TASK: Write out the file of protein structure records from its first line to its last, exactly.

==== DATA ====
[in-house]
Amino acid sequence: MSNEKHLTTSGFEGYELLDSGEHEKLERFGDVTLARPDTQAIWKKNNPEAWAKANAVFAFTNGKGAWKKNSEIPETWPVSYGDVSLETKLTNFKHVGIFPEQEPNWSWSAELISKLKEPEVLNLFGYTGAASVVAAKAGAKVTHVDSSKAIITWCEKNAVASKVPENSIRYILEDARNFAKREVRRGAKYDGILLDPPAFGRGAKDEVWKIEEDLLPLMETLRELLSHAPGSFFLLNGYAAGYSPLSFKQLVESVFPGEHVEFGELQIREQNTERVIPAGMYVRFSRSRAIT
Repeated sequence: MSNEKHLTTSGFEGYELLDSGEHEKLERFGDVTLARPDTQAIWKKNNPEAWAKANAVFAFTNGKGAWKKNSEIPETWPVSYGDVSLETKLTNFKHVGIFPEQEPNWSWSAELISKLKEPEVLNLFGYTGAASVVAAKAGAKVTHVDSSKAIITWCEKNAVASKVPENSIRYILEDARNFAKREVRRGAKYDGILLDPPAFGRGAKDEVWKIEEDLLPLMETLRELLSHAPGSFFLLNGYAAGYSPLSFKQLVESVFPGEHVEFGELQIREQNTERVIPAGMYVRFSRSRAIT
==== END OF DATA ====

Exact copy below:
[in-house]
Amino acid sequence: MSNEKHLTTSGFEGYELLDSGEHEKLERFGDVTLARPDTQAIWKKNNPEAWAKANAVFAFTNGKGAWKKNSEIPETWPVSYGDVSLETKLTNFKHVGIFPEQEPNWSWSAELISKLKEPEVLNLFGYTGAASVVAAKAGAKVTHVDSSKAIITWCEKNAVASKVPENSIRYILEDARNFAKREVRRGAKYDGILLDPPAFGRGAKDEVWKIEEDLLPLMETLRELLSHAPGSFFLLNGYAAGYSPLSFKQLVESVFPGEHVEFGELQIREQNTERVIPAGMYVRFSRSRAIT
Repeated sequence: MSNEKHLTTSGFEGYELLDSGEHEKLERFGDVTLARPDTQAIWKKNNPEAWAKANAVFAFTNGKGAWKKNSEIPETWPVSYGDVSLETKLTNFKHVGIFPEQEPNWSWSAELISKLKEPEVLNLFGYTGAASVVAAKAGAKVTHVDSSKAIITWCEKNAVASKVPENSIRYILEDARNFAKREVRRGAKYDGILLDPPAFGRGAKDEVWKIEEDLLPLMETLRELLSHAPGSFFLLNGYAAGYSPLSFKQLVESVFPGEHVEFGELQIREQNTERVIPAGMYVRFSRSRAIT